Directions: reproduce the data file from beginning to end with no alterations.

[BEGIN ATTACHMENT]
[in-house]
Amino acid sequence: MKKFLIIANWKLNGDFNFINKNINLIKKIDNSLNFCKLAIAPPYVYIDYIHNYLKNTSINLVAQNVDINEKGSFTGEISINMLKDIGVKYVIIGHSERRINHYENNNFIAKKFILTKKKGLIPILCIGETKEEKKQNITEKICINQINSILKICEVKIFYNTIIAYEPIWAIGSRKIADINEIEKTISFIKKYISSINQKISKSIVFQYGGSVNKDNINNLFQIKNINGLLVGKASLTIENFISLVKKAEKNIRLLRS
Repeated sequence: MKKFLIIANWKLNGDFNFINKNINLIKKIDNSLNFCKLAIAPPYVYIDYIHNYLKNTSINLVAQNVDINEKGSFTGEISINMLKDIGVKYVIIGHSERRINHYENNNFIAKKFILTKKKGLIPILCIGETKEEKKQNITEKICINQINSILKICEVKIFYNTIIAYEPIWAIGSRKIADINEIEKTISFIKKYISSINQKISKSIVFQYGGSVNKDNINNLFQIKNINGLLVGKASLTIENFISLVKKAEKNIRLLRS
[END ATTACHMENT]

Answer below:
[in-house]
Amino acid sequence: MKKFLIIANWKLNGDFNFINKNINLIKKIDNSLNFCKLAIAPPYVYIDYIHNYLKNTSINLVAQNVDINEKGSFTGEISINMLKDIGVKYVIIGHSERRINHYENNNFIAKKFILTKKKGLIPILCIGETKEEKKQNITEKICINQINSILKICEVKIFYNTIIAYEPIWAIGSRKIADINEIEKTISFIKKYISSINQKISKSIVFQYGGSVNKDNINNLFQIKNINGLLVGKASLTIENFISLVKKAEKNIRLLRS
Repeated sequence: MKKFLIIANWKLNGDFNFINKNINLIKKIDNSLNFCKLAIAPPYVYIDYIHNYLKNTSINLVAQNVDINEKGSFTGEISINMLKDIGVKYVIIGHSERRINHYENNNFIAKKFILTKKKGLIPILCIGETKEEKKQNITEKICINQINSILKICEVKIFYNTIIAYEPIWAIGSRKIADINEIEKTISFIKKYISSINQKISKSIVFQYGGSVNKDNINNLFQIKNINGLLVGKASLTIENFISLVKKAEKNIRLLRS